Posted by Jon
A charming email popped up in my inbox the other day from a total stranger:
I’d like to add you to my network on LinkedIn as I feel that we maybe able to offer some support to yourselves. We currently work with a wide range of different companies including providing I.T purchasing support for [one if the UK's to property companies] and onsite support for [a major European bank].
I’ve taken out the names of the clients concerned, but otherwise reproduced it verbatim.
Interesting, isn’t it, how the use of inappropriate client references can undermine your story, rather than enhance it.
As an evaluator, I want the confidence that follows from knowing you’ve done similar things for other clients in the recent past; that that work is viewed as successful by key individuals in their organisation and that you have delivered real, quantifiable benefits. “Are you confident they can do it?” is an important challenge that I need to be able to answer, for my own peace of mind and to reassure any senior executives on high who have final sign-off on the contract award.
But, as a principal director of a business with 25 or so staff worldwide, “we’ve done work with major corporations” hits all the wrong notes for me. “We don’t understand the needs – or the financial cost base – of companies like yours” is an entirely counter-productive message, and a salutary lesson in how not to use proof points.
Posted by Jon
A lovely comment by the New Yorker’s James Wood, in a review of a book by acclaimed Norwegian author Karl Ove Knausgaard…
“Even when I was bored, I was interested.”
We’ve long advocated that proposals should be “a joy to read”. That certainly holds true in terms of the eloquence of the writing, and the proposal’s overall storytelling.
However, perhaps this needs to be tempered with the Wood Test (as I hereby declare it shall henceforth be known) – recognising that some content is, by its very nature, not exactly going to be the most scintillatingly exciting, yet that even the driest or most technical sections of your document need to keep the readers at least interested!
Posted by Jon
Providing peer review support for a client over the past couple of weeks. On day one, I checked with the account manager: “Is there any limit on the length of our answers? It doesn’t specify one in the ITT…”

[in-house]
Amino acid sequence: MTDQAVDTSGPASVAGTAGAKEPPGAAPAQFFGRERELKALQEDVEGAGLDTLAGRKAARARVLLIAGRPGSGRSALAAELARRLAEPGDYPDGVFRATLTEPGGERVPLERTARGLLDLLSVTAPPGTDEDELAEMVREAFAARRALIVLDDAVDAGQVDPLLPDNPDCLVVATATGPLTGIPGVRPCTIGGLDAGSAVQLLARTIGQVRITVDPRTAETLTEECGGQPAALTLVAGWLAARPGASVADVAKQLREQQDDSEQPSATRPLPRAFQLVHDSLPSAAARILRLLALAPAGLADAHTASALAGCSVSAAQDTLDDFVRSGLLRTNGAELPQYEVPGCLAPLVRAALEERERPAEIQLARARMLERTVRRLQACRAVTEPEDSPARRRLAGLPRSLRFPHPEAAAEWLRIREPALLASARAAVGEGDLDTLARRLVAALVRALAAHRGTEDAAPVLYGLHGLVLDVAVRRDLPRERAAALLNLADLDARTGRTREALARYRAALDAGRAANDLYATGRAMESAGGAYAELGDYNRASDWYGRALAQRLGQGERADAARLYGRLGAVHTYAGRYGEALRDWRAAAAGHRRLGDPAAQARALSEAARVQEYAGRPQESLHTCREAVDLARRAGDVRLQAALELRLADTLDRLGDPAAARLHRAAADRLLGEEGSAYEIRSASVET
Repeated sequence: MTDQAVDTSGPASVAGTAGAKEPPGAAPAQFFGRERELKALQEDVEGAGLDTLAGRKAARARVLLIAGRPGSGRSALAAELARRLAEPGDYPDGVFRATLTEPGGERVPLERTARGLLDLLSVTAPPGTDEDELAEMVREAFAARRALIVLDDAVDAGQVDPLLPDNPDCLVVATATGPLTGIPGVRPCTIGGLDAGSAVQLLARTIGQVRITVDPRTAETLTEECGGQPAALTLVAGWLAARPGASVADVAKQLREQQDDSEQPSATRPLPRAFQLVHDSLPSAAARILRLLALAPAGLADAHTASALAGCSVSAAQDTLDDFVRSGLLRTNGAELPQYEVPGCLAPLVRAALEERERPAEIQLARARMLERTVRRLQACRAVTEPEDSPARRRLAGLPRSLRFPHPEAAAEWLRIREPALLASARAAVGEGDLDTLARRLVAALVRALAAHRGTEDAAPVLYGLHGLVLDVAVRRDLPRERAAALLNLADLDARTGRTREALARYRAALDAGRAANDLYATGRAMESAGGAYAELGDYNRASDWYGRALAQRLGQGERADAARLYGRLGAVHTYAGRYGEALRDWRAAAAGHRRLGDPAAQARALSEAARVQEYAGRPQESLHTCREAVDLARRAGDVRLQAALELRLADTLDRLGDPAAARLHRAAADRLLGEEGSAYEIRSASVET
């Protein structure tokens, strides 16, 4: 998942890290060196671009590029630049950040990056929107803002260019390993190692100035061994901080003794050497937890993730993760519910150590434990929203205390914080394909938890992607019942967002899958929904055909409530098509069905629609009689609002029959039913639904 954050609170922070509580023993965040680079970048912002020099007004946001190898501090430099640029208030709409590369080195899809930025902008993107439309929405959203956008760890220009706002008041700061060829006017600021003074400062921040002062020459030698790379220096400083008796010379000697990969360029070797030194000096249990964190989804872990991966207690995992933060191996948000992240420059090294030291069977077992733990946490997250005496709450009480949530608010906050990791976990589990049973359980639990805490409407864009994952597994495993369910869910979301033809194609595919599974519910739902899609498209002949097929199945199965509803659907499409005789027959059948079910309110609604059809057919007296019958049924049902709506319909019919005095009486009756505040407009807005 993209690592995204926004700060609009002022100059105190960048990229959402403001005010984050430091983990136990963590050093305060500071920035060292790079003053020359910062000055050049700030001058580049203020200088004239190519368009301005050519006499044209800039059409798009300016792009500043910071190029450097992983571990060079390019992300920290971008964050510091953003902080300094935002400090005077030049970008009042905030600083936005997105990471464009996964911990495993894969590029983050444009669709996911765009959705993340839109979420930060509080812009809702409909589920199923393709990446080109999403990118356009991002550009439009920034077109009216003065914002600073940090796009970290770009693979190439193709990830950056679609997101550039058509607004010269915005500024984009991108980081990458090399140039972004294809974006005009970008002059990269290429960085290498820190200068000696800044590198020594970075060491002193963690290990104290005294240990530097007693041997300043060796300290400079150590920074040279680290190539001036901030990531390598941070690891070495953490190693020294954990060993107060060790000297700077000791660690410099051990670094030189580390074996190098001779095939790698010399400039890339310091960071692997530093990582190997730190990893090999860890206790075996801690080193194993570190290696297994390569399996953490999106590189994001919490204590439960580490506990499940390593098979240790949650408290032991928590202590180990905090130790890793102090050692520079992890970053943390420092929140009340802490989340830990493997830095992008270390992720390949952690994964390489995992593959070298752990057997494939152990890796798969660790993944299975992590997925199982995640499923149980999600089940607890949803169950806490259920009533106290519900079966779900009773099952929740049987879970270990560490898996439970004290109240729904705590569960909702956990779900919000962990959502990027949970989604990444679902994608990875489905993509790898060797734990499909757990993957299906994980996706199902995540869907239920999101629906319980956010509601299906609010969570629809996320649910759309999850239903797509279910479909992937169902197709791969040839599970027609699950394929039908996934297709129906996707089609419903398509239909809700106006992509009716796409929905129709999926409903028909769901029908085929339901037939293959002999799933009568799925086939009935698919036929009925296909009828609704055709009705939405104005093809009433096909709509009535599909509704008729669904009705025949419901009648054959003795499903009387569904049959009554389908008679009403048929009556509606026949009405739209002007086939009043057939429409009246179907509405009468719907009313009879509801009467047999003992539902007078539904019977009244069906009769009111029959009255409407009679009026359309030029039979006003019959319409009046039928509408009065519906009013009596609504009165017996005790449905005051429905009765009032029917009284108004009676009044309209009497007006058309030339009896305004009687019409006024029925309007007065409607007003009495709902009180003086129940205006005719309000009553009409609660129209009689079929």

“This came up in the bidders’ conference. There is. It’s 2,000 words.” A good day of critiquing rough-cut first drafts followed, and we kicked the material back to the contributors with encouraging comments as to how they could sharpen their answers.
Fast forward to the start of the following week, when I rolled up on site to work on the next drafts of their material. But something was nagging me about the responses: such an important limit being mentioned in the bidder Q&A but not elsewhere? Despite the robust assurances I’d been given: odd.
I made the account manager call the client, just to double check. He turned ashen-faced.
“It’s not 2,000 words. It’s 2,000 characters.”
Fortunately, we were still nearly two weeks away from submission, with decent drafts in hand or due within a day for each of the 33 answers. An intense burst of decimating their answers – many of which at this stage were over even the 2,000 word target – duly followed over the next 36 hours, cutting them down to much nearer the acceptable size. And then it was back to the subject matter experts to review the newly-scythed drafts, check them for accuracy, and spend the final week of the bid polishing up the content still further.
“Excuse me writing you a long letter: I didn’t have time to write you a short one.” Indeed…
Posted by BJ
Like many of our readers and fans of the written word, I love the subtly of our language. I came across a great example of how a minor shift in words can make a significant difference in the message.
In a recent newspaper article a company that involved in an accident wherein a customer was seriously injured stated, “We have established a policy that we do not comment whenever we are under investigation or involved in litigation.”
Upon hearing this, I couldn’t help but think of the message this sends. If you are like me, the message this sends to you is that this company is under investigation/involved in litigation so often, they have had to establish a policy to ensure employees don’t provide comments in in such cases.
Had this company worded this differently they could have delivered the message they probably intended. They might have stated it something like, “As we are currently involved in litigation, it would be inappropriate to comment.” Said this way, the message is, “We behave appropriately when we’re litigated” and “We’re involved in litigation at the moment.” (rather than often or continuously).
Of course, making sure the message being sent is the one the writer intended takes time and careful consideration of the words used and their order. That’s why an appropriate amount of time needs to be allowed for rewriting and editing content when developing a proposal. It’s also why proposals which are rushed out the door often unintentionally deliver the wrong message.
Posted by Jon
A friend who’s a schoolteacher commented to me the other evening, about one of her more challenging teenage pupils:
“He’s incredibly articulate, but when I ask him to write anything it’s like asking a monkey to colour in a picture.”